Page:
In Atalese v. U.S. Legal Services Group, L.P., 2014 WL 4689318 (N.J. 2014), the New Jersey Supreme Court held that an arbitration clause that “waives” the right to sue in court is unenforceable unless it states “its purpose clearly and unambiguously.”
The plaintiff had contracted with U.S. Legal Services Group, L.P. (USLSG) for debt-adjustment services. The plaintiff sued in state court alleging that USLSG had violated New Jersey’s Consumer Fraud Act and Truth-in-Consumer Contract, Warranty and Notice Act by failing to deliver its services as promised, misrepresenting that various attorneys had been working on her case, knowingly omitting that it was not a licensed debt adjuster and violating New Jersey’s usury law.
The contract between the plaintiff and USLSG contained an arbitration clause (the “Arbitration Clause”). It provided that
[i]n the event of any claim or dispute between [the plaintiff] and  USLSG related to this Agreement or related to any performance of any services related to this Agreement, the claim or dispute shall be submitted to binding arbitration upon the request of either party . . . . Any decision of the arbitrator shall be final and may be entered into any judgment in any court of competent jurisdiction.
USLSG moved to compel arbitration based on the Arbitration Clause. The trial court granted the motion and dismissed the plaintiff’s complaint without prejudice. It found that the Arbitration Clause was “sufficiently clear, unambiguously worded, satisfactorily distinguished from the other [a]greement terms, and . . . provide[d] a consumer with reasonable notice of the requirement to arbitrate.’” (citation omitted). The plaintiff appealed, but the appellate court affirmed the ruling. The plaintiff then sought an appeal to the New Jersey Supreme Court, but the court took the appeal and reversed it.
Applying the New Jersey Arbitration Act, which it claimed was “nearly identical” to the Federal Arbitration Act, the court noted that New Jersey’s Act favors arbitration and places arbitration agreements on an “equal footing” with other contracts. However, the court stated that “[a]rbitration’s favored status does not mean that every arbitration clause, however phrased, will be enforceable.” Instead, according to the court, an arbitration agreement, “like any other contract, ‘must be the product of mutual assent,’” which “requires that the parties have an understanding of the terms to which they have agreed.” It also stated that an “average member of the public may not know—without some explanatory comment—that arbitration is a substitute for the right to have one’s claim adjudicated in a court of law.” Further, the court noted, New Jersey law requires that “waiver of rights” provisions be sufficiently clear to place a consumer on notice that she is waiving constitutional or statutory rights, and that every consumer contract must be “‘written in a simple, clear, understandable and easily readable way.’”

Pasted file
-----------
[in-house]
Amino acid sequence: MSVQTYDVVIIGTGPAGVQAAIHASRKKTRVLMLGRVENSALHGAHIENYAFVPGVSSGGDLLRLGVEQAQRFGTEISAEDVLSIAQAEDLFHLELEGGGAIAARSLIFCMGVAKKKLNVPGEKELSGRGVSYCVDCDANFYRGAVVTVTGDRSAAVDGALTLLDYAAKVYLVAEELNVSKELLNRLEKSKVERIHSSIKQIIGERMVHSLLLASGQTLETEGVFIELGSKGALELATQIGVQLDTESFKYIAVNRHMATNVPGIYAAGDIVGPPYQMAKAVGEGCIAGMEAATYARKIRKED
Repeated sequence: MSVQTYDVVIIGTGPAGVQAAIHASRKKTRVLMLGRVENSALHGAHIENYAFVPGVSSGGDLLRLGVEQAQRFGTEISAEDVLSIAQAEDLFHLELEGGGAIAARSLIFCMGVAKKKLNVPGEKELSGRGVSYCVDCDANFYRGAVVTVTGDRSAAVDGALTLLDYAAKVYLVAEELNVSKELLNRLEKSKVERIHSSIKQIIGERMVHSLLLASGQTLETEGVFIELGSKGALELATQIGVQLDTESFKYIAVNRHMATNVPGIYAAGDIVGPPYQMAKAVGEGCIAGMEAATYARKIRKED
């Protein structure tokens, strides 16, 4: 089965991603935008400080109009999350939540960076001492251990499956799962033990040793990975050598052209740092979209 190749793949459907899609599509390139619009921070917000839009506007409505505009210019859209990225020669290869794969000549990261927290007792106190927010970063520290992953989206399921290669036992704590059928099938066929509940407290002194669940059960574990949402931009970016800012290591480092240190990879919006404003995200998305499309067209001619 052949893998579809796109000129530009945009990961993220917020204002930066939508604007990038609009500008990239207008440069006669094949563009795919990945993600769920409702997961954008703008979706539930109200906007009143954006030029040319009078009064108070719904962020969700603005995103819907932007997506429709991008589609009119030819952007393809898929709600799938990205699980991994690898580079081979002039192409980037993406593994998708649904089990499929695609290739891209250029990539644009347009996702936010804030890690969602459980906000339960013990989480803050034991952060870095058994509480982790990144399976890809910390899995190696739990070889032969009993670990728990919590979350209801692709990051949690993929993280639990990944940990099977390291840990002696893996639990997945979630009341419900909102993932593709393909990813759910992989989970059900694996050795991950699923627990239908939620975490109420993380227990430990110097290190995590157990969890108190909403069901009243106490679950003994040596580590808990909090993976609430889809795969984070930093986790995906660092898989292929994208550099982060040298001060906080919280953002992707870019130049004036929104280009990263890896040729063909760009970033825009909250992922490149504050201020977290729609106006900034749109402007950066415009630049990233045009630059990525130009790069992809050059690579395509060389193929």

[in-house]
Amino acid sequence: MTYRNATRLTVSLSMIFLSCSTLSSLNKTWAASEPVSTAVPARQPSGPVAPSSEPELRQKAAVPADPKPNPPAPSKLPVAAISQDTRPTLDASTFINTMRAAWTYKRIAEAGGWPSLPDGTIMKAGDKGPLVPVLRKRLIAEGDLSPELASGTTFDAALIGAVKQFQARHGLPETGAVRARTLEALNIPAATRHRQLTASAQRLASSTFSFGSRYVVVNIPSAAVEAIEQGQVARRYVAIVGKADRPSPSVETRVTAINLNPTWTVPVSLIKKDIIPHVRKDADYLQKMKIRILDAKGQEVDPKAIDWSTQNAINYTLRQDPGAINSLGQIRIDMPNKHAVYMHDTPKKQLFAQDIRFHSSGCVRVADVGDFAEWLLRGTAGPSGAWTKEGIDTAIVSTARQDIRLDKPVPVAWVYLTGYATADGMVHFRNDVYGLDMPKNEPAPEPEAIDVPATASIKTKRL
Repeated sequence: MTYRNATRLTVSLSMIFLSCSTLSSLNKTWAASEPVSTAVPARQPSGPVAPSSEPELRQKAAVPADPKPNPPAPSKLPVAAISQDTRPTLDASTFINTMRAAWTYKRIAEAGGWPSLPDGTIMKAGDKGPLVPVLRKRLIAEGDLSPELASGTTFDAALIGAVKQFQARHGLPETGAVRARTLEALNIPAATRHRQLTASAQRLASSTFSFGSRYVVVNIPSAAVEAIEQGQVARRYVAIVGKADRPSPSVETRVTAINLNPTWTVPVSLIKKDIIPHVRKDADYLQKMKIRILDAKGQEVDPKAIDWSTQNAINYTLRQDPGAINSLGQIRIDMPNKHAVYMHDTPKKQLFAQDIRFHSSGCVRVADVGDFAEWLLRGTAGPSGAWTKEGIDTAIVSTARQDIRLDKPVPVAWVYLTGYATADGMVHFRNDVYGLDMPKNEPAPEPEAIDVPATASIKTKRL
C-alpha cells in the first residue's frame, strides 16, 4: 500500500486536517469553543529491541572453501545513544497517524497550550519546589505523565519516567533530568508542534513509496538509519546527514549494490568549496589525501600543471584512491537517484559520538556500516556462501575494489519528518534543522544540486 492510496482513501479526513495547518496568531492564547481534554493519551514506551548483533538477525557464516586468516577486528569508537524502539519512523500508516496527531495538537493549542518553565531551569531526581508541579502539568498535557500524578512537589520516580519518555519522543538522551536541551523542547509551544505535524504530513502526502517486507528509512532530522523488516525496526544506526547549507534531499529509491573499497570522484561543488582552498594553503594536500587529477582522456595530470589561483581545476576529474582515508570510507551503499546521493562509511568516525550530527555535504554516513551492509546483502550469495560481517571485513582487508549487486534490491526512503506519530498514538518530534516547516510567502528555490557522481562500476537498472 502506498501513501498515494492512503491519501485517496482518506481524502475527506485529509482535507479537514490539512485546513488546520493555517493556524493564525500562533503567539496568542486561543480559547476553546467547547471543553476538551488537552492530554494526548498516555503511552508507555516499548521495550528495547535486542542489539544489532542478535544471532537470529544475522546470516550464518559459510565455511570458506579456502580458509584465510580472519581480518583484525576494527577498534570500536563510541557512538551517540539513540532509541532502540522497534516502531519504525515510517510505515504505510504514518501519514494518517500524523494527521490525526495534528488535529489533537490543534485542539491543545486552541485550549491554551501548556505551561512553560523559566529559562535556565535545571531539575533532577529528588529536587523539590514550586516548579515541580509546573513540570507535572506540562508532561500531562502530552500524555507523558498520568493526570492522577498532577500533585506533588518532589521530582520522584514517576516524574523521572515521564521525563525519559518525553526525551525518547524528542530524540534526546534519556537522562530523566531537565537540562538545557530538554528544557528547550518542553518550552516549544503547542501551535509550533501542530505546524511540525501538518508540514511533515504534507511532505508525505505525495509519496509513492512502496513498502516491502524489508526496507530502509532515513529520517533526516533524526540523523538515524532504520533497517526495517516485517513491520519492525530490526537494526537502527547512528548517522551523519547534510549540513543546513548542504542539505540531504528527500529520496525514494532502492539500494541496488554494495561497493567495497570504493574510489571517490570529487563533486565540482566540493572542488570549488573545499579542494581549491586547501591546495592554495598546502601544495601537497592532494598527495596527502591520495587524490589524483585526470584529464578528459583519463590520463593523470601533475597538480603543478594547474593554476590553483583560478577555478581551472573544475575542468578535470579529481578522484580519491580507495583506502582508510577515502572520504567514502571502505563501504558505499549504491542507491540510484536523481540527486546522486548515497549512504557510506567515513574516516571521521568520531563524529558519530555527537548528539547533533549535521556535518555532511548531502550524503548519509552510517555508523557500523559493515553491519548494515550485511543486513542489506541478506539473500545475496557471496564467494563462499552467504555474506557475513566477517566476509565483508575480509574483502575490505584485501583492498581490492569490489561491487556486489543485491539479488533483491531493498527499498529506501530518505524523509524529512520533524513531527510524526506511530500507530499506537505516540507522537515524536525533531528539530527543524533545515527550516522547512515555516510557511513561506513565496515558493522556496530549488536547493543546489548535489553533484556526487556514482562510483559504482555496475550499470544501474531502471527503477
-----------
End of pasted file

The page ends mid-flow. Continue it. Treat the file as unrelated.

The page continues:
Applying those principles, the court held that the Arbitration Clause was unenforceable. It stated that “[n]owhere in the [A]rbitration [C]lause [was] there any explanation that [the] plaintiff is waiving her right to seek relief in court . . . .” According to the court, the clause did “not explain what an arbitration is, nor [did] it indicate how arbitration is different from a proceeding in a court of law.” It held that the clause was not written in “plain language” that an “average consumer” would understand as waiving the right to sue in court, and distinguished the Arbitration Clause from other, enforceable clauses that “at least in some general and sufficiently broad way” had explained to consumers that they were giving up the right to bring their claims in court.
It is questionable that the same result would have been reached under the Federal Arbitration Act. Further, and in all events, it is questionable that the Atalese decision will have significant consequences. For one thing, New Jersey consumer contracts almost certainly will be revised in light of Altalese to include language the court thought was missing from the Arbitration Clause, namely, language that advises consumers that they are agreeing to arbitrate their disputes and giving up the right to seek relief in a court of law. For another, Atalese appears limited to New Jersey consumer contracts, and it is doubtful that consumers would refuse to sign such contracts even if revised in a manner Atalese requires.
Keywords: litigation, alternative dispute resolution, arbitration clause, consumer contracts, enforceability, waiver